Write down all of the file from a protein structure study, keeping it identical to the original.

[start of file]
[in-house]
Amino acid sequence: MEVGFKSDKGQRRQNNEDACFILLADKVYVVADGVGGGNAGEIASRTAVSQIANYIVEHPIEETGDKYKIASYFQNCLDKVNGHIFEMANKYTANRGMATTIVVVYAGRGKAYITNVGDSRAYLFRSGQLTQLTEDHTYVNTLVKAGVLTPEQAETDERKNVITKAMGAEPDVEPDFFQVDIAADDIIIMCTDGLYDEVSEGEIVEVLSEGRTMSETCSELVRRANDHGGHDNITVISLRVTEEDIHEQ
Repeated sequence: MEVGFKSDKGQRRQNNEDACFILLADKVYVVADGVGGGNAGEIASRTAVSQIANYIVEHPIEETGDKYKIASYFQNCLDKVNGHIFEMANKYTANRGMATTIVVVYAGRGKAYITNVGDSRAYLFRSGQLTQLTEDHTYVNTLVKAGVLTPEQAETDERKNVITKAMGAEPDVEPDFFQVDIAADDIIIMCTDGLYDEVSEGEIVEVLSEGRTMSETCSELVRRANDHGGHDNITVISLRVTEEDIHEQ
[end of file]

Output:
[in-house]
Amino acid sequence: MEVGFKSDKGQRRQNNEDACFILLADKVYVVADGVGGGNAGEIASRTAVSQIANYIVEHPIEETGDKYKIASYFQNCLDKVNGHIFEMANKYTANRGMATTIVVVYAGRGKAYITNVGDSRAYLFRSGQLTQLTEDHTYVNTLVKAGVLTPEQAETDERKNVITKAMGAEPDVEPDFFQVDIAADDIIIMCTDGLYDEVSEGEIVEVLSEGRTMSETCSELVRRANDHGGHDNITVISLRVTEEDIHEQ
Repeated sequence: MEVGFKSDKGQRRQNNEDACFILLADKVYVVADGVGGGNAGEIASRTAVSQIANYIVEHPIEETGDKYKIASYFQNCLDKVNGHIFEMANKYTANRGMATTIVVVYAGRGKAYITNVGDSRAYLFRSGQLTQLTEDHTYVNTLVKAGVLTPEQAETDERKNVITKAMGAEPDVEPDFFQVDIAADDIIIMCTDGLYDEVSEGEIVEVLSEGRTMSETCSELVRRANDHGGHDNITVISLRVTEEDIHEQ